According to an article in the Salem Statesman-Journal, opponents of this bill say that regulation should be left up to the federal government. Unfortunately, in addressing this issue in 2012, the Food and Drug Administration only asked the industry to voluntarily refrain from using medically important antibiotics as a growth promoter while allowing the industry complete freedom to use these same drugs to "prevent" disease. Meaning it could continue its practice of using these drugs in the same way and at the same rate as before.

How has that tactic worked? In an article in Mother Jones magazine, reporter Tom Philpott quoted FDA statistics indicating that between 2012 and 2013 the use of medically important drugs on these factory farms actually grew by 3 percent.

So if this issue concerns you as much as it does me, you need to contact your state senator immediately to voice your opinion. Here are points you can mention:
  • SB 920 requires that antibiotics used on livestock be used responsibly in order to prevent the spread of antibiotic resistant bacteria, allowing farmers, as well as veterinarians, to use antibiotics to treat illness and infections in sick animals. 
  • SB 920 prohibits giving farm animals low doses of antibiotics in feed and water for growth promotion and 'disease prevention' in perfectly healthy animals to mask unsanitary conditions in the facilities that animals are raised in.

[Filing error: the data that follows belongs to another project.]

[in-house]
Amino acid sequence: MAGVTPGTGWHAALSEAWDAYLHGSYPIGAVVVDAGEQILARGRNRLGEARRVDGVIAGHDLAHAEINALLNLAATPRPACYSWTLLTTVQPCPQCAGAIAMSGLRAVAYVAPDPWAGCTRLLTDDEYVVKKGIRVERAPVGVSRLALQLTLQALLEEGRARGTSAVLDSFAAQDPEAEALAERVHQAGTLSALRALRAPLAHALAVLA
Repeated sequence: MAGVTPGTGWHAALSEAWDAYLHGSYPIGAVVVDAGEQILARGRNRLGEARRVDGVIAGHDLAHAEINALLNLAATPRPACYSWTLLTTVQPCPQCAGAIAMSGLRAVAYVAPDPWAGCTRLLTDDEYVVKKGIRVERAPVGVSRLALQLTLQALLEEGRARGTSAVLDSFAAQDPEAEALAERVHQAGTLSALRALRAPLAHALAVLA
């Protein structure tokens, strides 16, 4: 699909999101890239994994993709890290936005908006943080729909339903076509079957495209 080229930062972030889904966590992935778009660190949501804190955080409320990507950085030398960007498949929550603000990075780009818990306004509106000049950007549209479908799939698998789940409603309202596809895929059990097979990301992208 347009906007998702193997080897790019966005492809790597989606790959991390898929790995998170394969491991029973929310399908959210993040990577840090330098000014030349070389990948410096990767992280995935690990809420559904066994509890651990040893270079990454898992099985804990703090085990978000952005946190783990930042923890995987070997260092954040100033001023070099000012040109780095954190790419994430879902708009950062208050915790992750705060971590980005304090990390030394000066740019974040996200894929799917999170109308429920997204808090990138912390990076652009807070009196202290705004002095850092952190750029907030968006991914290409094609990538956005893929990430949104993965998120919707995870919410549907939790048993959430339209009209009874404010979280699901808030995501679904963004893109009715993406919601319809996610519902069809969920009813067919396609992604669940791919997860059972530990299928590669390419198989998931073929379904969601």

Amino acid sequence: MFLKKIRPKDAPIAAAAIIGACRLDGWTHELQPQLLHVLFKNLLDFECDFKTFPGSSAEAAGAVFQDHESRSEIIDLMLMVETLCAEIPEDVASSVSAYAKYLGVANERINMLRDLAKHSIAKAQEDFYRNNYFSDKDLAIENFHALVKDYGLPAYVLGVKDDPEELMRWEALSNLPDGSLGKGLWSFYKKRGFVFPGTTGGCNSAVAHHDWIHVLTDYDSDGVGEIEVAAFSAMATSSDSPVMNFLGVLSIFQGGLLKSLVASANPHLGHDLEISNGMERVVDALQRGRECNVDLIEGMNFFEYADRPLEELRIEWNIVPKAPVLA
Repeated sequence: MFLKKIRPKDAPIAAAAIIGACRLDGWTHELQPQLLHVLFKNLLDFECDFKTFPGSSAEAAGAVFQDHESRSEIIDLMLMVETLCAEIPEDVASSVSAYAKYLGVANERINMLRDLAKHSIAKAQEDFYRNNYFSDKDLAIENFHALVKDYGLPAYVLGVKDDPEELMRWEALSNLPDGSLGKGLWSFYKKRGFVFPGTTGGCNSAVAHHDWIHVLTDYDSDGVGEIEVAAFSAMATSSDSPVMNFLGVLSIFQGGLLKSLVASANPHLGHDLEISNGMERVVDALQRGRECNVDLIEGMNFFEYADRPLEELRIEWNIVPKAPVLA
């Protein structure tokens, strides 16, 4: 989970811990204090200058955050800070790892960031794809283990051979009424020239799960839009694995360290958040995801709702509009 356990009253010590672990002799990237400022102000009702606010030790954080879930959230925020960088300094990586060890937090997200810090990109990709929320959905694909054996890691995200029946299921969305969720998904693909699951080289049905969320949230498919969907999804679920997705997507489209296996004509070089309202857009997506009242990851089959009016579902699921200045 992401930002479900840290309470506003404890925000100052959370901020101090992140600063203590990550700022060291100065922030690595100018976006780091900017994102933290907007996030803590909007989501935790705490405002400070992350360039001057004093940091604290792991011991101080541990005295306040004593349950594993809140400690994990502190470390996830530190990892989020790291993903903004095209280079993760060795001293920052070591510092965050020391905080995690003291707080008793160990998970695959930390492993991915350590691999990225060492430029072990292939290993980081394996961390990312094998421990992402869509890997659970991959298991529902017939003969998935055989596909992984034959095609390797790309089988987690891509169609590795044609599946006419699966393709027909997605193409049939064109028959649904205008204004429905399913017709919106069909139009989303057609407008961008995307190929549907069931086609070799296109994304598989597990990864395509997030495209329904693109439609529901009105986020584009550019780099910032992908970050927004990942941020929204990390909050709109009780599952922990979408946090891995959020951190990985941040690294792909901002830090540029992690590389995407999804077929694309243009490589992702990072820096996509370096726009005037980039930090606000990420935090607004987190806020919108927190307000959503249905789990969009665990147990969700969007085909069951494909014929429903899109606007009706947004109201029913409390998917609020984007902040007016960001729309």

• The bill requires the largest federally regulated concentrated animal feeding operations (CAFOs) in Oregon to report annually on their use of antibiotics, which is key in tracking how much antibiotics these operations are using and whether their practices are contributing to the development and spread of antibiotic resistant bacteria.
  • New FDA rules and White House initiatives contain huge loopholes for factory farms to feed antibiotics to healthy animals under the guise of 'disease prevention.' SB 920 closes this loophole.
  • Antibiotic resistant bacteria can be spread to humans through handling the meat, through airborne dust from manure, and through manure from factory farms leaching into waterways.
Read the other posts in the series: Opening Salvos, The Good, The Bad and the Ugly, The Fight Takes Shape and Hanging in the BalanceThanks to Friends of Family Farmers for the talking points mentioned above.

Top photo from FarmSanctuary.org.

Monday, April 13, 2015

The Perfect Dressing for Your Early Spring Greens


I know it's unfashionable to use the adverb "literally." But I have been hungering for spring. Literally. I was seeing those first shoots of rapini in my dreams—literally—and imagining the whorls of fiddleheads, spears of asparagus and nettle leaves that were soon to make an appearance on my plate.

Violets…in January?

Spring was apparently as anxious as I was to make her debut on our Northwest stage, and I was shocked to discover, in mid-January, miner's lettuce popping out of the ground on parking strips and the scent of violets in the air. By mid-February all hell had broken loose and those earlier scofflaws were joined by rogue daffodils bobbing their yellow heads on sunny slopes and heady clouds of perfume from daphne and witch hazel drifting by on my walks through the neighborhood.

Can you blame my stomach for getting a little rumbly?

Daffodils in February…call 911!
It's a climate emergency!

So when just before Easter my friend Michel, source of much goodness on our table, mentioned that her new favorite brunch was poached eggs on kale dressed with a cherry tomato vinaigrette with Reggiano, I heard a little "ping" in my head. Not just about the poached eggs on kale, which sounded heavenly, but the cherry tomato vinaigrette that had somehow hit just the right note in my spring greens-obsessed brain.